Many years ago, February 18, 2018, you were baptized into the faith of Jesus Christ. Your parents have done this for you by virtue of their commitment to Jesus Christ as Lord and Savior. They have expressed their faith in Jesus Christ and promised to live in such a way that you would come to learn of that faith by their example. Not by their words, but by their example. You’ll have questions and they can address those or send you to a pastor to help with those questions. And on this day, I had the privilege of being the person that conducted your baptism.
Let me begin this morning by asking you all a series of questions. I don’t expect an answer, just that you would consider the questions. Do you make New Year’s Resolutions? If so, how are you doing with it? It has now been a little over 6 weeks. Have you slipped away from those great intentions?
It’s taken a few weeks to see the extent of the damage, but last month’s freeze has left my garden looking like a crunchy, brown wilderness. All sorts of plants – and even my beloved mango tree – were killed back, leaving me with a yard full of split branches and brown leaves.
The actual plot of today’s Gospel is quite simple. Jesus takes Peter, James and John to the top of a mountain where, suddenly, his clothes begin to shine, “becom(ing) dazzling white.”
I remember the moment I met my wife like it was yesterday. It was a blind date – a blind date that had been encouraged by my parents. I wasn’t sure what to expect – my dad had said she was cute. My mom said I should call her. I did.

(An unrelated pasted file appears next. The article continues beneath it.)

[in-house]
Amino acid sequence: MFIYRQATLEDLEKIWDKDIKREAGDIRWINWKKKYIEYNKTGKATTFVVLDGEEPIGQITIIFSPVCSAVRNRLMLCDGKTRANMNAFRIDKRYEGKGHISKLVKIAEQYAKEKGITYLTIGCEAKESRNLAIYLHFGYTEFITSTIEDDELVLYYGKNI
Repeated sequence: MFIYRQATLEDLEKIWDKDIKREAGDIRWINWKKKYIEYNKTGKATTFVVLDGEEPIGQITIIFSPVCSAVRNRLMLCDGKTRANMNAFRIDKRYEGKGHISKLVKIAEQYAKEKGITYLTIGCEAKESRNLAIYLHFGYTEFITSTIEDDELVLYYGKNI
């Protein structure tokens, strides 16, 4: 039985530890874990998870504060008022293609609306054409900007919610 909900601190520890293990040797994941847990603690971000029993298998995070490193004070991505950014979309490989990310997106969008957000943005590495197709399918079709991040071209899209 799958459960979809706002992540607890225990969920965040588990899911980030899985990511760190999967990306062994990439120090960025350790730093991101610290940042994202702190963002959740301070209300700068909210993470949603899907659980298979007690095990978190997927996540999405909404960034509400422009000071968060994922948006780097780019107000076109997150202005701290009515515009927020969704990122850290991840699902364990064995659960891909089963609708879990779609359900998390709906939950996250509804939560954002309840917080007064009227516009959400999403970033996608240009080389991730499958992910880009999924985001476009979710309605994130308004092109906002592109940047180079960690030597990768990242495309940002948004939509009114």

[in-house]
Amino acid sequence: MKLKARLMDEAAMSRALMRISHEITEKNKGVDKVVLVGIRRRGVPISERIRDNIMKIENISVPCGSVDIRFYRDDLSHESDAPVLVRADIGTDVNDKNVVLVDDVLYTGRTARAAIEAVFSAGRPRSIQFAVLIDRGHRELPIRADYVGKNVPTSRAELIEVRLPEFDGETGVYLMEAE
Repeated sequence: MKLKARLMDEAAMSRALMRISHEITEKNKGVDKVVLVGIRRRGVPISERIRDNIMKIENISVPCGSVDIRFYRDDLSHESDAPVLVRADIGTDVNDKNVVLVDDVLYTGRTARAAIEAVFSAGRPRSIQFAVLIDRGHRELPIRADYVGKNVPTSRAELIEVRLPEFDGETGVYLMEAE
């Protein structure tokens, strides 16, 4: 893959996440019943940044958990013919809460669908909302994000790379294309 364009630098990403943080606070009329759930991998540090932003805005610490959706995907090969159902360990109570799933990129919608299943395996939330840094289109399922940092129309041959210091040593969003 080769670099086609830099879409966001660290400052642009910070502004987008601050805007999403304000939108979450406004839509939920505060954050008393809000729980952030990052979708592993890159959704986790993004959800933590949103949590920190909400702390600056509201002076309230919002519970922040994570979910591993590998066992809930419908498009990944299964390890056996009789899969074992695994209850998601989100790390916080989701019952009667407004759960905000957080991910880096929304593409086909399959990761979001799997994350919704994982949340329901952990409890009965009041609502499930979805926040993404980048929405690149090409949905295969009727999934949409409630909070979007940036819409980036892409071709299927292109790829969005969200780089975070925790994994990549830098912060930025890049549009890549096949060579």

So what can we learn from Jonah besides him spending three days in the belly of a big fish?
The Old Testament is positively littered with prophets: one Biblical commentary listed 45 of them! Even before Israel was formed, God anointed people to speak His authority over Creation.
Today’s gospel reading is the prologue to John’s entire gospel, a gospel John wrote for the express purpose of producing faith in us that Jesus is the incarnate Son of God, the eternally-begotten Son of his Father, a faith that allows us to be adopted by his Father through the grace and truth displayed in the life of Jesus, as John illustrates that fact by going on to describe and reflect on seven signs that he selects from among the countless, daily signs he could have chosen of Jesus’ unique relationship to his Father and his mission of salvation for all on earth.
God became man for no other reason than to save us.
Despite his denial, Jesus identifies John as Elijah, the forerunner of the Messiah.